Pilots and Planes

The final component of our Variables unit in Science involves planes, and what 5th grader doesn't enjoy flying a plane he or she constructed? The students divided into lab groups and followed a set of instructions to build a plane out of popsicle sticks, straws, a propeller, and the "engine", a rubber band. Then they set up fishing line flight lines of 4 meters in length between two chairs. The goal was to learn how many "winds" of the rubber band it would take to fly the plane the entire length of the line. On the second day of investigation, the groups completed flight logs and conducted various controlled experiments, changing only one variable at a time-- winds, mass, or incline of the flight line. The final day of this investigation brought us self-designed experiments in which students became creative in changing their variables, such as stacking books under chairs, chairs on top of chairs, or removing parts of the plane to see if it would still fly. This is definitely a 5th grader's idea of a fun Science lab!



Jennifer Jordan
Life Boats, Pennies, and Passengers

On the heels of a successful Science Fair, fifth graders are tackling variables again in Science. This week, we used our math skills to construct "life boats" of 3 centimeters in height and floated pennies as our boat passengers. Students made hypotheses as to how many pennies their boats could hold before sinking. We had quite a range in numbers, which was interesting. Could it have been passenger placement, boat construction, or mass of the pennies? We also tested the capacity of each boat by filling it to the brim with water, sucking out the water with a syringe, and measuring it in a graduated cylinder. We'll be making boats of various heights-changing our variable- and testing those on Friday. Not only will students graph their results, but they will apply this week's math concepts of mean, median, mode, and range to find these elements in their data.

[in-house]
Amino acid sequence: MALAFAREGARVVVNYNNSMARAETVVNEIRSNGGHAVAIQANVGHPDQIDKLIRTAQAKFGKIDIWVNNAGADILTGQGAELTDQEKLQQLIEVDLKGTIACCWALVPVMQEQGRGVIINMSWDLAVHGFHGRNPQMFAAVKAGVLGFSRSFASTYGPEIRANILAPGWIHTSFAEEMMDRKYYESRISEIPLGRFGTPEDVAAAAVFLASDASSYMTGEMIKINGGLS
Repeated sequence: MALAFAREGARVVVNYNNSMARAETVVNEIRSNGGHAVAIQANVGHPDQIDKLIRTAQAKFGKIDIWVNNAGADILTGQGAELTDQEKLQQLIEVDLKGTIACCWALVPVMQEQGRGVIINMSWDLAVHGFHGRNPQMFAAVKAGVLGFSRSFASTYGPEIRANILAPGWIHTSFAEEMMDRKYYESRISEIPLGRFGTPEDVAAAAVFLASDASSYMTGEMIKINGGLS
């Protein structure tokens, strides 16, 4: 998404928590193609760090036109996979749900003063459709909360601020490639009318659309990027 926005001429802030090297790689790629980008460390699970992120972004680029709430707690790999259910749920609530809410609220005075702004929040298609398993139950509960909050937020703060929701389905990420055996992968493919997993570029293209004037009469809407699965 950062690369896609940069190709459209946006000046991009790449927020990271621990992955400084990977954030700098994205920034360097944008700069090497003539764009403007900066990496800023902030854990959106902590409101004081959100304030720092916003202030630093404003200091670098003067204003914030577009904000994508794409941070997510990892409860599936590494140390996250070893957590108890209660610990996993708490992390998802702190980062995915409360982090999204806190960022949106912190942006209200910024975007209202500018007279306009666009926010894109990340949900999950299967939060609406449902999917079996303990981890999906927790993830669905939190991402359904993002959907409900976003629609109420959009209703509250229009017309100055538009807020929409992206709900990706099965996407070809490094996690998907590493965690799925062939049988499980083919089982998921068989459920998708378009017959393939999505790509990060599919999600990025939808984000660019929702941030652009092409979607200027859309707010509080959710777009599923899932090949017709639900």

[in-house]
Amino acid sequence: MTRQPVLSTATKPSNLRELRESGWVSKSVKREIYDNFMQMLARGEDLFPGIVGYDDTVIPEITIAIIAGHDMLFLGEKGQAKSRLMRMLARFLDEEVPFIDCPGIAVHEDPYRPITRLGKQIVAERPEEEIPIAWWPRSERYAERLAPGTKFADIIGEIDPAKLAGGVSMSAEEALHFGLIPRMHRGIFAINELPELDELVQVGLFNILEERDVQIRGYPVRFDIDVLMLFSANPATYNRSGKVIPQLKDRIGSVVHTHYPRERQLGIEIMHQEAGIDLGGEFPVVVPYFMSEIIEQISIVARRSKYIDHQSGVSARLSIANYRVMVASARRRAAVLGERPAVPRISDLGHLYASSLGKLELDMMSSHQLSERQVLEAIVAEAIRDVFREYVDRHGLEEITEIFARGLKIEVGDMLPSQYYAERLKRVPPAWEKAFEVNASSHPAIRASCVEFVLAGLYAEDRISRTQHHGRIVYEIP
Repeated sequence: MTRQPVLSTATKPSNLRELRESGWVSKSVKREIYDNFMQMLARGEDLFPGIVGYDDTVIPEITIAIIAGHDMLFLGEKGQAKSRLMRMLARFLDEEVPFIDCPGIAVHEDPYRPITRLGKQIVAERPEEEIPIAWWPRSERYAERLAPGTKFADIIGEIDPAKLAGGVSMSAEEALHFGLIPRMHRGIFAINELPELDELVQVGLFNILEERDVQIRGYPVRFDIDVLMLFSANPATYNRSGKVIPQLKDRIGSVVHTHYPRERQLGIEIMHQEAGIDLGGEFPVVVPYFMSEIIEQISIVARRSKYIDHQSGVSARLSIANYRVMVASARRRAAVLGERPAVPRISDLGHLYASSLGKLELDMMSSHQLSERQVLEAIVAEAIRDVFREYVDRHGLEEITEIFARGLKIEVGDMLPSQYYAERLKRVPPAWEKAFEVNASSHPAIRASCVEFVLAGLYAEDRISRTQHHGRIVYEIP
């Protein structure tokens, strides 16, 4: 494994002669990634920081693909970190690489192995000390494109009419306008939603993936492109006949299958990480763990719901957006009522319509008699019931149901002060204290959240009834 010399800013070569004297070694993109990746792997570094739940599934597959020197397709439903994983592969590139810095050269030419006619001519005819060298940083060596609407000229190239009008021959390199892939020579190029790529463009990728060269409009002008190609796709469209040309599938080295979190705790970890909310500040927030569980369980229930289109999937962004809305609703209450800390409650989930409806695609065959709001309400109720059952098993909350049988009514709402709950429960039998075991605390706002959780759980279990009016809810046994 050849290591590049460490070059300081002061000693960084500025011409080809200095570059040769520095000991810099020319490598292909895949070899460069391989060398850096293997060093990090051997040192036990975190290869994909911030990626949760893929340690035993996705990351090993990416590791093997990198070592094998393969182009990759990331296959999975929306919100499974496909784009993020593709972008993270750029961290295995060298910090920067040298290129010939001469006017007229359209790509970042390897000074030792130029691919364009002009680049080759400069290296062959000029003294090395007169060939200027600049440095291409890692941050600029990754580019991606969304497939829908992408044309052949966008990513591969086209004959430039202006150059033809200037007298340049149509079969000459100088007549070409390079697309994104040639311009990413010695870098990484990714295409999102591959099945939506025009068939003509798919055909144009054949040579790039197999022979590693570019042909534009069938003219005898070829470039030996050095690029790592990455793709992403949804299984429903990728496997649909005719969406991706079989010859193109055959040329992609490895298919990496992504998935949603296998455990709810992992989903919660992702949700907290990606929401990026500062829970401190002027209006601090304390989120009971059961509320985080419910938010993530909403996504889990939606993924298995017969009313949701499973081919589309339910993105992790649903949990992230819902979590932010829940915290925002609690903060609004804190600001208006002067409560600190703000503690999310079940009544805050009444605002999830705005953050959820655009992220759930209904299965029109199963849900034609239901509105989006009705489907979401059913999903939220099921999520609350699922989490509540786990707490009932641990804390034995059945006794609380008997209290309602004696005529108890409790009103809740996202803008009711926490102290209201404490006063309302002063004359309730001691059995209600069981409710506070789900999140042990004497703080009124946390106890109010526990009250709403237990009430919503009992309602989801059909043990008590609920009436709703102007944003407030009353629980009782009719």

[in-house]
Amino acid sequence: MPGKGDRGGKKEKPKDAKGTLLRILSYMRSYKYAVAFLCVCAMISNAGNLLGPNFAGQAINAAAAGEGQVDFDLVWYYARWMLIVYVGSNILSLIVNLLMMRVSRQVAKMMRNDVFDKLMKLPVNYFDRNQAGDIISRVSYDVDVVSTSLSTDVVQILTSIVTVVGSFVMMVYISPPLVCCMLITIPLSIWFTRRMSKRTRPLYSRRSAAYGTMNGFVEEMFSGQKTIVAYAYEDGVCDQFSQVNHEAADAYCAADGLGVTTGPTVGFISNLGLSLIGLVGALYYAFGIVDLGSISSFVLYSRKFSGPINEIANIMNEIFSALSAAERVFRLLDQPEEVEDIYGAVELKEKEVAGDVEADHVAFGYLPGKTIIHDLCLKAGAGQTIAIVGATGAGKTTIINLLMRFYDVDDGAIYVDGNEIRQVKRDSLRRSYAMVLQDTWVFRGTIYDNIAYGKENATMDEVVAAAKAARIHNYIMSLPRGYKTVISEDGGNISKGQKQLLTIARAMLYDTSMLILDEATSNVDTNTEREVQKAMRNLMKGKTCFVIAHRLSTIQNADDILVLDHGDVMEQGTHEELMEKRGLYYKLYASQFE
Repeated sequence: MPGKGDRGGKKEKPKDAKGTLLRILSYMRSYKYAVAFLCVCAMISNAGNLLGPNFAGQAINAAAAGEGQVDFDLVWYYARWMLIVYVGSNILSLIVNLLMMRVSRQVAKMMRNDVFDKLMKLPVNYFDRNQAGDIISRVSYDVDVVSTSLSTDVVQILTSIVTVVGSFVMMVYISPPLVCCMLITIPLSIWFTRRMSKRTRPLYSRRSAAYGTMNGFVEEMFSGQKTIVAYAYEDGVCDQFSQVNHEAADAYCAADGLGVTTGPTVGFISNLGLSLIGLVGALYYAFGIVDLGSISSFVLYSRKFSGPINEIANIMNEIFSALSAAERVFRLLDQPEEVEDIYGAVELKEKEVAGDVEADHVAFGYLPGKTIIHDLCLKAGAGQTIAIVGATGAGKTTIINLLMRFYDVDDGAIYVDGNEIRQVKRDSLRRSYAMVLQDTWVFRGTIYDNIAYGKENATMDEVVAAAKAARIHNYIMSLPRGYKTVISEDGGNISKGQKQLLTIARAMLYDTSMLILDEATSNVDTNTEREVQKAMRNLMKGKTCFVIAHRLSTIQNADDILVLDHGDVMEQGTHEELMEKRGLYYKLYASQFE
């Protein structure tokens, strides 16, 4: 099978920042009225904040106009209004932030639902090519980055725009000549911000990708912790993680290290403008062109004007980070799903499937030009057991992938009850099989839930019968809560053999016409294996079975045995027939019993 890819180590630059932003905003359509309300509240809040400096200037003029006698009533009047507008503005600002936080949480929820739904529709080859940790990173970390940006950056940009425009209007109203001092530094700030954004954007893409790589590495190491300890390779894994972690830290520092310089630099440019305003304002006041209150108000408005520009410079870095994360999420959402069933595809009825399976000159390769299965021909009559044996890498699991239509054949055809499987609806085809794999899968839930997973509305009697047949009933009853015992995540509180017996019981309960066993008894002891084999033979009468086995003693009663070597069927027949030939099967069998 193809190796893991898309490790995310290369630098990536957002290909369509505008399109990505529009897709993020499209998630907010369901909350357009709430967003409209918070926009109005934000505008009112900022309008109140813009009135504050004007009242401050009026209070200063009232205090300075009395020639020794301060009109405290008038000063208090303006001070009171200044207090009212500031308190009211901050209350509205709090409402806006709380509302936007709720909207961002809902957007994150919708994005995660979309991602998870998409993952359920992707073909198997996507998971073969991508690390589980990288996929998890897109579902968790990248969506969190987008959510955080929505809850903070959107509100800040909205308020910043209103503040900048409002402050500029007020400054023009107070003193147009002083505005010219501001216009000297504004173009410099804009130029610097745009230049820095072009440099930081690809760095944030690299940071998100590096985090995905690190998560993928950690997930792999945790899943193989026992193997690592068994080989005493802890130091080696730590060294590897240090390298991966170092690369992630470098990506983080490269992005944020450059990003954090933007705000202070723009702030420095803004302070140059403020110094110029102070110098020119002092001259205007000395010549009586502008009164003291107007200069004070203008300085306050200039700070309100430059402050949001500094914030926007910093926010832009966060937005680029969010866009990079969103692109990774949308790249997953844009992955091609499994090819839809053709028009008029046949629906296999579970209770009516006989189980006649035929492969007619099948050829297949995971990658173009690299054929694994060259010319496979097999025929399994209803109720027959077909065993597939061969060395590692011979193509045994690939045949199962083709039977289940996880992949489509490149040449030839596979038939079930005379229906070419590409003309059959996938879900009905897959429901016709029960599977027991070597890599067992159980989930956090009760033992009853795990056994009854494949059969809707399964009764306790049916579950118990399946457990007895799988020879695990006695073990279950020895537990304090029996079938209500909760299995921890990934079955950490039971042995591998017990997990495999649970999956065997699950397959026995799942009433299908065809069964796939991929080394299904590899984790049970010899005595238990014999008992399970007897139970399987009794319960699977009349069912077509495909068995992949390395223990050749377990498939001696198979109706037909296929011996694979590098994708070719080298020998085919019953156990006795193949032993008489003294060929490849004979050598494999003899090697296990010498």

Jennifer Jordan
Spies, Secret Codes, and 5th Graders...Oh, My!

Fifth grade has been serving as spies conveying coded messages to teachers in our building. In conjunction with our American Revolution study, we learned about the Culper Spy Ring. This spy ring--the first successful espionage ring in America--operated out of Long Island to aid George Washington in identifying British maneuvers, and ultimately helped to win the revolution. To extend our lesson, fifth graders wrote secret messages in code, similar to the coding used by the Culper spies, for a few teachers. The teachers had to decipher our messages by studying a series of numbers. Of course, these wonderful teachers enriched our lesson even more by starting their own decoding project with our class. For the last week, 5th graders have received clues in code themselves. They are now engaged in solving the mystery of their secret "admirers." Will they be successful?

Jennifer Jordan
A Variety of Variables